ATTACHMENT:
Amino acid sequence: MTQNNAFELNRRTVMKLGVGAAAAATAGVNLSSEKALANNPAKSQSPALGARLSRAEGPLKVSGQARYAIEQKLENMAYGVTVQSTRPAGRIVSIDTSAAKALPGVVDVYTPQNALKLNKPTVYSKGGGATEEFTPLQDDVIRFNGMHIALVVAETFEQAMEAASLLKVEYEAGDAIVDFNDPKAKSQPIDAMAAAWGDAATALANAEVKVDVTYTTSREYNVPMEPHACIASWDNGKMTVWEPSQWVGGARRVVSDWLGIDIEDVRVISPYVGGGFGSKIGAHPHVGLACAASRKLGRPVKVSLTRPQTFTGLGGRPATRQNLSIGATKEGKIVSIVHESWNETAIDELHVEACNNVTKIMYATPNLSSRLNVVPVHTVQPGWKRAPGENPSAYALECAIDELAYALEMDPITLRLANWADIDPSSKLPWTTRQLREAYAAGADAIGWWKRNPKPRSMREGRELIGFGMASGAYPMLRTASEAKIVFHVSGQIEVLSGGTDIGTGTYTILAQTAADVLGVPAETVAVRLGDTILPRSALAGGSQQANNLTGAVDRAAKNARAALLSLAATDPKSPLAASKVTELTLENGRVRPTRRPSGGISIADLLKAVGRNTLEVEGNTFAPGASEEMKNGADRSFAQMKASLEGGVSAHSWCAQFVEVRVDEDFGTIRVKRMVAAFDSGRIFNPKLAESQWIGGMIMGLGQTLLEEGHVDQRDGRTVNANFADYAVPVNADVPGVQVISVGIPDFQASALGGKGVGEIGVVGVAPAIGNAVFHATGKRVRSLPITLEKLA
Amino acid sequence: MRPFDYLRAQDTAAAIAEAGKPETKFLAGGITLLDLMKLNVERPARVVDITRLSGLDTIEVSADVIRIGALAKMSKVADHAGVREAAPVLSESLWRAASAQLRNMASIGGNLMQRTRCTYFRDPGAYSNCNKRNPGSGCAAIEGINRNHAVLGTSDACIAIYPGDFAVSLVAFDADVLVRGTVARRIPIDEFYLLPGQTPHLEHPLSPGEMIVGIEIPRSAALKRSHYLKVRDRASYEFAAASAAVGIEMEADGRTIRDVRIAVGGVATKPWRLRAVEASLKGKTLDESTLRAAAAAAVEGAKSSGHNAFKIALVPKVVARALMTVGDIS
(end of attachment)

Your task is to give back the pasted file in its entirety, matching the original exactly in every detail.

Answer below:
Amino acid sequence: MTQNNAFELNRRTVMKLGVGAAAAATAGVNLSSEKALANNPAKSQSPALGARLSRAEGPLKVSGQARYAIEQKLENMAYGVTVQSTRPAGRIVSIDTSAAKALPGVVDVYTPQNALKLNKPTVYSKGGGATEEFTPLQDDVIRFNGMHIALVVAETFEQAMEAASLLKVEYEAGDAIVDFNDPKAKSQPIDAMAAAWGDAATALANAEVKVDVTYTTSREYNVPMEPHACIASWDNGKMTVWEPSQWVGGARRVVSDWLGIDIEDVRVISPYVGGGFGSKIGAHPHVGLACAASRKLGRPVKVSLTRPQTFTGLGGRPATRQNLSIGATKEGKIVSIVHESWNETAIDELHVEACNNVTKIMYATPNLSSRLNVVPVHTVQPGWKRAPGENPSAYALECAIDELAYALEMDPITLRLANWADIDPSSKLPWTTRQLREAYAAGADAIGWWKRNPKPRSMREGRELIGFGMASGAYPMLRTASEAKIVFHVSGQIEVLSGGTDIGTGTYTILAQTAADVLGVPAETVAVRLGDTILPRSALAGGSQQANNLTGAVDRAAKNARAALLSLAATDPKSPLAASKVTELTLENGRVRPTRRPSGGISIADLLKAVGRNTLEVEGNTFAPGASEEMKNGADRSFAQMKASLEGGVSAHSWCAQFVEVRVDEDFGTIRVKRMVAAFDSGRIFNPKLAESQWIGGMIMGLGQTLLEEGHVDQRDGRTVNANFADYAVPVNADVPGVQVISVGIPDFQASALGGKGVGEIGVVGVAPAIGNAVFHATGKRVRSLPITLEKLA
Amino acid sequence: MRPFDYLRAQDTAAAIAEAGKPETKFLAGGITLLDLMKLNVERPARVVDITRLSGLDTIEVSADVIRIGALAKMSKVADHAGVREAAPVLSESLWRAASAQLRNMASIGGNLMQRTRCTYFRDPGAYSNCNKRNPGSGCAAIEGINRNHAVLGTSDACIAIYPGDFAVSLVAFDADVLVRGTVARRIPIDEFYLLPGQTPHLEHPLSPGEMIVGIEIPRSAALKRSHYLKVRDRASYEFAAASAAVGIEMEADGRTIRDVRIAVGGVATKPWRLRAVEASLKGKTLDESTLRAAAAAAVEGAKSSGHNAFKIALVPKVVARALMTVGDIS